Idaho seniors can get vaccine starting Monday, even as state grapples with small shipments from CDC
BOISE, Idaho — The Idaho Department of Health and Welfare (DHW) announced that, starting Monday, people aged 65 and older will be able to get the COVID vaccine, though the state is still struggling to receive and administer doses.
DHW Director Dave Jeppeson says that, of the 181,100 vaccine doses the state has received, 96,896 doses have been administered — around 51-percent.
Currently, Idaho is getting just under 21,000 doses per week, and their partnership with pharmacies like CVS and Walgreens has not led to more widespread vaccinations like health officials hoped.
On February 1, the vaccine will become available for Idaho residents aged 65 and older.
Jeppeson said that Governor Little’s emergency declaration, which many GOP legislators have been working to overturn, is imperative for DHW’s vaccination efforts — he says that they would lose federal funding through FEMA, National Guard members, incident management teams and regional partnerships.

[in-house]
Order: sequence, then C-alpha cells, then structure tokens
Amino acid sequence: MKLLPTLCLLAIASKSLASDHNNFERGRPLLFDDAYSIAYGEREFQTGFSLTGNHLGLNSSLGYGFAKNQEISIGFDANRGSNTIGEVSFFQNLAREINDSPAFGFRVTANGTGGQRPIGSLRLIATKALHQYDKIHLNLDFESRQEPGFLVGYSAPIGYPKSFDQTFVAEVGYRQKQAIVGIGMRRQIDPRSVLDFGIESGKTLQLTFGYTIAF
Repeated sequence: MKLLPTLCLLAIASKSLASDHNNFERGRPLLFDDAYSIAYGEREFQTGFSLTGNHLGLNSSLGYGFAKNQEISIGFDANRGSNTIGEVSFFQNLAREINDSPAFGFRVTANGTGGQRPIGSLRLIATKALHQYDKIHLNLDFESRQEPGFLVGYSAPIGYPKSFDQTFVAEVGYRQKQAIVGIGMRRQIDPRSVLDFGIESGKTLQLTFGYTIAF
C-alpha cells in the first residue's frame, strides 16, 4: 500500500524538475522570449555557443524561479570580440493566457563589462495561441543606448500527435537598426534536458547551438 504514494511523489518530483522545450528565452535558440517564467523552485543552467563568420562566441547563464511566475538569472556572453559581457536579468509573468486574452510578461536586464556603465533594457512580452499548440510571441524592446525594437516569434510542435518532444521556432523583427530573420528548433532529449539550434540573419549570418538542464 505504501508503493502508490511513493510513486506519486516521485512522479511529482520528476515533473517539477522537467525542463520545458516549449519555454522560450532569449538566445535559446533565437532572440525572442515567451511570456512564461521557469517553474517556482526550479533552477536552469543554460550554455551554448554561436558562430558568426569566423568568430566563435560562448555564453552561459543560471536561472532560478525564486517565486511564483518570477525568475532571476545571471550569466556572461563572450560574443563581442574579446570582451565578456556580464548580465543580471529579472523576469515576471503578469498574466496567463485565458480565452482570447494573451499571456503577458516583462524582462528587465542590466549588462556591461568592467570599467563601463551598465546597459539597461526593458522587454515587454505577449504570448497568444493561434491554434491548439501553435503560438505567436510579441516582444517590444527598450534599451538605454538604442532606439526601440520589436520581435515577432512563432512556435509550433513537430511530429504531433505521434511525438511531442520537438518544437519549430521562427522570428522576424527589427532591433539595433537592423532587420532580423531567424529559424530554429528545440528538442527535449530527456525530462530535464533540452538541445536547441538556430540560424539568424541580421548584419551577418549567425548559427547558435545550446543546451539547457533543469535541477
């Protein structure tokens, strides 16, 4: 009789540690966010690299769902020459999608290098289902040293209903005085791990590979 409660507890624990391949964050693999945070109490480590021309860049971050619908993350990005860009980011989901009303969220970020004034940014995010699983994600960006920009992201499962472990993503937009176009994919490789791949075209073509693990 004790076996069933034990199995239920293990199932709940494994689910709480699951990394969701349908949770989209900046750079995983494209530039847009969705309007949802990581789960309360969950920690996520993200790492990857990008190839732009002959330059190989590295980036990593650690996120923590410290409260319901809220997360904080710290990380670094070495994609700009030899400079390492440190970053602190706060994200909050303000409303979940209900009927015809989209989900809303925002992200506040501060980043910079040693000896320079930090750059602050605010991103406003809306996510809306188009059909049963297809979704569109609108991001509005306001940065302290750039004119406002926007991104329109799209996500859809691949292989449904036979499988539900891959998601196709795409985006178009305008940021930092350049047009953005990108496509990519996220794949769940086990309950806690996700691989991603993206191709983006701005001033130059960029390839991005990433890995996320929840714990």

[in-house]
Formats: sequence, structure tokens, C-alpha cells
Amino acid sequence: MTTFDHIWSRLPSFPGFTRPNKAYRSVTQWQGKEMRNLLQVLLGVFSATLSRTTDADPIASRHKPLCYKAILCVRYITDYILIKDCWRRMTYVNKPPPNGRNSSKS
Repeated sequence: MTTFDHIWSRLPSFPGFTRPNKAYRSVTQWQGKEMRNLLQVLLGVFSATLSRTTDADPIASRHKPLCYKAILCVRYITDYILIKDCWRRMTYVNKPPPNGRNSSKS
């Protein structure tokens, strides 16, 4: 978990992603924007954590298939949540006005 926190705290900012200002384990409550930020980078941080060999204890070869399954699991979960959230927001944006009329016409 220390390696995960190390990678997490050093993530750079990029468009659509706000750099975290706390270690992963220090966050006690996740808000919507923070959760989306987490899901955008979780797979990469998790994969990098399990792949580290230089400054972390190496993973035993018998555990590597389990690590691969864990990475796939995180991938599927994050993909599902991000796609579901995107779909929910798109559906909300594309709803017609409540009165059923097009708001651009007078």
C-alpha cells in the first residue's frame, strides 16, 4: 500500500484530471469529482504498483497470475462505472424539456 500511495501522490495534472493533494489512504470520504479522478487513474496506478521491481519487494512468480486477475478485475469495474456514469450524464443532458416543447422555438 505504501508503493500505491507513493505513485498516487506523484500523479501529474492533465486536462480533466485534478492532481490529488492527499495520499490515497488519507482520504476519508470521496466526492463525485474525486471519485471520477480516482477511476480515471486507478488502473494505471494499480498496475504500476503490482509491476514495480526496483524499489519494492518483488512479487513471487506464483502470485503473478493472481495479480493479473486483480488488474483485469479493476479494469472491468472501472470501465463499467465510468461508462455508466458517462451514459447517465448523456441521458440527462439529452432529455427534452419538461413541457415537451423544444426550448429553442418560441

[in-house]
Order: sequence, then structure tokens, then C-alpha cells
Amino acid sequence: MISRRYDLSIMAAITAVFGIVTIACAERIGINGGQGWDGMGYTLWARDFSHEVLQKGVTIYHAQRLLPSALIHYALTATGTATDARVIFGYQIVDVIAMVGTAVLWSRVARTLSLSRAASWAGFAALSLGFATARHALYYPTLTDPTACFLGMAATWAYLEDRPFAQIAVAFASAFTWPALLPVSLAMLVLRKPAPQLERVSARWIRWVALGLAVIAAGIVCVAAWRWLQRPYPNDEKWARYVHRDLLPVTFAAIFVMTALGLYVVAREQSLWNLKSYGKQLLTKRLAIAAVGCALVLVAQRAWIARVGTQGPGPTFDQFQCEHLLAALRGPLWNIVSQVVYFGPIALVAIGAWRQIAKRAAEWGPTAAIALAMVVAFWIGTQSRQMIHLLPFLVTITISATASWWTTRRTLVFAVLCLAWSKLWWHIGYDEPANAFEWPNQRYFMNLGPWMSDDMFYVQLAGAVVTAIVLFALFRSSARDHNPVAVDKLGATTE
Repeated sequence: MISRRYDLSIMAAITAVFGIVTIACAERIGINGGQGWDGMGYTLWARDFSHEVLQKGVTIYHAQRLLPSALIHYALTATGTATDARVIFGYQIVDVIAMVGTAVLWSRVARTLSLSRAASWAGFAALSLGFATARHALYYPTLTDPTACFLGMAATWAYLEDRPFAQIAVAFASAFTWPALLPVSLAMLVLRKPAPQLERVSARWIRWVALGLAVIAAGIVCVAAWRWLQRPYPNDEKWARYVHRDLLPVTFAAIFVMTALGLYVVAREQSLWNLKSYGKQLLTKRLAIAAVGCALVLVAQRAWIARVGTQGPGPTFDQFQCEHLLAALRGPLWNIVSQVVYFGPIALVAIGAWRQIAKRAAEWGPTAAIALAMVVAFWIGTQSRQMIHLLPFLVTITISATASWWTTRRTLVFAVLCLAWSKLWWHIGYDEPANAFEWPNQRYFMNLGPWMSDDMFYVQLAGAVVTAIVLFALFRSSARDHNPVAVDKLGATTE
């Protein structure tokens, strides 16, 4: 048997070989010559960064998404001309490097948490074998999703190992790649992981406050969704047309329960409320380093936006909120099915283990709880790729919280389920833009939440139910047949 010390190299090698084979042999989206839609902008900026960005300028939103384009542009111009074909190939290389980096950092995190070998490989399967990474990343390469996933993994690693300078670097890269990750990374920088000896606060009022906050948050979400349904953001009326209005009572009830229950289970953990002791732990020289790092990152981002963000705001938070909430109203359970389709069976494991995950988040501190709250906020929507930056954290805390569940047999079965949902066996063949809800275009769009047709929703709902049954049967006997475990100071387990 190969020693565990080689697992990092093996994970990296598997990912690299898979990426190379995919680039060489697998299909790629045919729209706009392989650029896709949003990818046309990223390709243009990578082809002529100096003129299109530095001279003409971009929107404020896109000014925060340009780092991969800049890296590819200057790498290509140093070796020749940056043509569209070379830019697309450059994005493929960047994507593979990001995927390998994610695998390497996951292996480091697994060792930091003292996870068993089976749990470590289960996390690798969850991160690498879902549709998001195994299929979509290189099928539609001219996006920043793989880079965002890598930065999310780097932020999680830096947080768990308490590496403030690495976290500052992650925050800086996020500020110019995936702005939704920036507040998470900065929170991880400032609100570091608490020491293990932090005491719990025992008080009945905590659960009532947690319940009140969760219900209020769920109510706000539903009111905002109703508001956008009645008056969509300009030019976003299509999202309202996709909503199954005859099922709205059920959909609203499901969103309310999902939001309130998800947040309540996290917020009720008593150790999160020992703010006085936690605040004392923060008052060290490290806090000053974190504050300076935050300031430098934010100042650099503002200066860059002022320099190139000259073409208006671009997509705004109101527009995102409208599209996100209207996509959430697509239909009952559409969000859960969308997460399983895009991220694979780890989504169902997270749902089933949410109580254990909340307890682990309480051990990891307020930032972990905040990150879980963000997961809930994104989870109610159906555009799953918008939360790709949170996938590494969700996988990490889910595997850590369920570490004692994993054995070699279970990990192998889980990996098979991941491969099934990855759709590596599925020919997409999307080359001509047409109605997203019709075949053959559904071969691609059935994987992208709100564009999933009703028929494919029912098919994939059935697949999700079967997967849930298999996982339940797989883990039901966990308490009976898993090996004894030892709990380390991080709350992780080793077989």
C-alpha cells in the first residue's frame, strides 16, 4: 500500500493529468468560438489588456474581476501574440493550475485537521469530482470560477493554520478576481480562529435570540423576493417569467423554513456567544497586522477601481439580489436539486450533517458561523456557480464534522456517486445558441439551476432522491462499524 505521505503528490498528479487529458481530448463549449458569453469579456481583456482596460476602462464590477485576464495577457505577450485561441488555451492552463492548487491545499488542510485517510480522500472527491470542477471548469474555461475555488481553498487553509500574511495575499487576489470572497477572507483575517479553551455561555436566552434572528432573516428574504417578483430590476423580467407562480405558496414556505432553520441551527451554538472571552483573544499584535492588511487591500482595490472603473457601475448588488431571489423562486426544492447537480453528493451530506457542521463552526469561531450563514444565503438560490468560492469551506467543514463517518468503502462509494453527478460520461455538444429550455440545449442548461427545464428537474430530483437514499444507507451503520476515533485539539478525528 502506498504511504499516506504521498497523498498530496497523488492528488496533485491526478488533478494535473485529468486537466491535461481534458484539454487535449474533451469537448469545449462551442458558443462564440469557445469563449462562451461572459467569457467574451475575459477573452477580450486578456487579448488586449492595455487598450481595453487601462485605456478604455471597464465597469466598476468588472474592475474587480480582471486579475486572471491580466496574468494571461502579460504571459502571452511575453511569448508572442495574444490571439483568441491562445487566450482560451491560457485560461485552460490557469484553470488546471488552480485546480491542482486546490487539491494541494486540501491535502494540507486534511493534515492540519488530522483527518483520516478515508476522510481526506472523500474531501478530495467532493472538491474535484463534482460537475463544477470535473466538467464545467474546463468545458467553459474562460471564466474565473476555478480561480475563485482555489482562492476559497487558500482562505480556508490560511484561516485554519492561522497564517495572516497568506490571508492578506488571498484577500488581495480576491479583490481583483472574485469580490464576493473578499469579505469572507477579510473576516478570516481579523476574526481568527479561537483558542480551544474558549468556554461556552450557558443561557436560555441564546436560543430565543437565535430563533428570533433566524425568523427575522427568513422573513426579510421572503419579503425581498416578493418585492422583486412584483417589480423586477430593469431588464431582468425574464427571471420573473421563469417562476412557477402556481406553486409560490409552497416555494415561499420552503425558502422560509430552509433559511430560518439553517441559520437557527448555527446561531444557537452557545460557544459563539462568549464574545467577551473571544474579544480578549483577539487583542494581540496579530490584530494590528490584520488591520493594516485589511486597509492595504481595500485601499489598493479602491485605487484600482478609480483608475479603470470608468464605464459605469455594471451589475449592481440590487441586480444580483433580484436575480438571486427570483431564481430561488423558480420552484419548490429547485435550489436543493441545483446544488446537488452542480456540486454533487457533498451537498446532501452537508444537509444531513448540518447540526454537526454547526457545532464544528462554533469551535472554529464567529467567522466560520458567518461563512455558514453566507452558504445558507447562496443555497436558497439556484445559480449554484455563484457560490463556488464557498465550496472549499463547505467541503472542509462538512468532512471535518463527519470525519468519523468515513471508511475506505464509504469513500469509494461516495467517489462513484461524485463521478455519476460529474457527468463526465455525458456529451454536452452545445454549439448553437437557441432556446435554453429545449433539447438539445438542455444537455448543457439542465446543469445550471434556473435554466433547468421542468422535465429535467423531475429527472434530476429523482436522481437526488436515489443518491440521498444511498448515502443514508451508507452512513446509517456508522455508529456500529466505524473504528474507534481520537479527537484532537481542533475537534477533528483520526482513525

Public Health Administrator Elke Shaw-Tulloch noted that not all people aged 65 and older will be able to get vaccinated all at once due to the weekly doses the state is receiving.
Jeppeson later noted that Idaho received fewer doses per capita than most other states in the U.S., and has petitioned the CDC to remedy that.
Shaw-Tulloch said the state is also waiting on new vaccines, including the Janssen and Novavax vaccines, which are currently in clinical trials.
Lastly, Dr. Christine Hahn said that DHW is keeping an eye on COVID variants, but notes for now that vaccines should still be able to treat those strains — although Moderna is considering a booster dose to treat COVID variants.
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